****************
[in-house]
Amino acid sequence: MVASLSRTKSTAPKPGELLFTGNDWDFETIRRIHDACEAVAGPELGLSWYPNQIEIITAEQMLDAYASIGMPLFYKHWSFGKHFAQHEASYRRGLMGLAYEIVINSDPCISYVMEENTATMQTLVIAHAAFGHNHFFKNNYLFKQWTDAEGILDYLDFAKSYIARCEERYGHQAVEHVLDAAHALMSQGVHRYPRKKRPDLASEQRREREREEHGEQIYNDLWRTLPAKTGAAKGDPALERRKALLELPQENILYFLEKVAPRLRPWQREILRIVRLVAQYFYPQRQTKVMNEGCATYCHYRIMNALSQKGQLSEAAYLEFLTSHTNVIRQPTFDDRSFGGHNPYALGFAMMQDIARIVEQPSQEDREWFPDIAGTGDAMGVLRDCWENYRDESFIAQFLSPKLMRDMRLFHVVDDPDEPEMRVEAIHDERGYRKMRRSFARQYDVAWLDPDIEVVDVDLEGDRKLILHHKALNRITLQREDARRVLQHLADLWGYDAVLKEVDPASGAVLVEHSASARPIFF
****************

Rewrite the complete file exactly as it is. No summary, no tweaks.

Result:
[in-house]
Amino acid sequence: MVASLSRTKSTAPKPGELLFTGNDWDFETIRRIHDACEAVAGPELGLSWYPNQIEIITAEQMLDAYASIGMPLFYKHWSFGKHFAQHEASYRRGLMGLAYEIVINSDPCISYVMEENTATMQTLVIAHAAFGHNHFFKNNYLFKQWTDAEGILDYLDFAKSYIARCEERYGHQAVEHVLDAAHALMSQGVHRYPRKKRPDLASEQRREREREEHGEQIYNDLWRTLPAKTGAAKGDPALERRKALLELPQENILYFLEKVAPRLRPWQREILRIVRLVAQYFYPQRQTKVMNEGCATYCHYRIMNALSQKGQLSEAAYLEFLTSHTNVIRQPTFDDRSFGGHNPYALGFAMMQDIARIVEQPSQEDREWFPDIAGTGDAMGVLRDCWENYRDESFIAQFLSPKLMRDMRLFHVVDDPDEPEMRVEAIHDERGYRKMRRSFARQYDVAWLDPDIEVVDVDLEGDRKLILHHKALNRITLQREDARRVLQHLADLWGYDAVLKEVDPASGAVLVEHSASARPIFF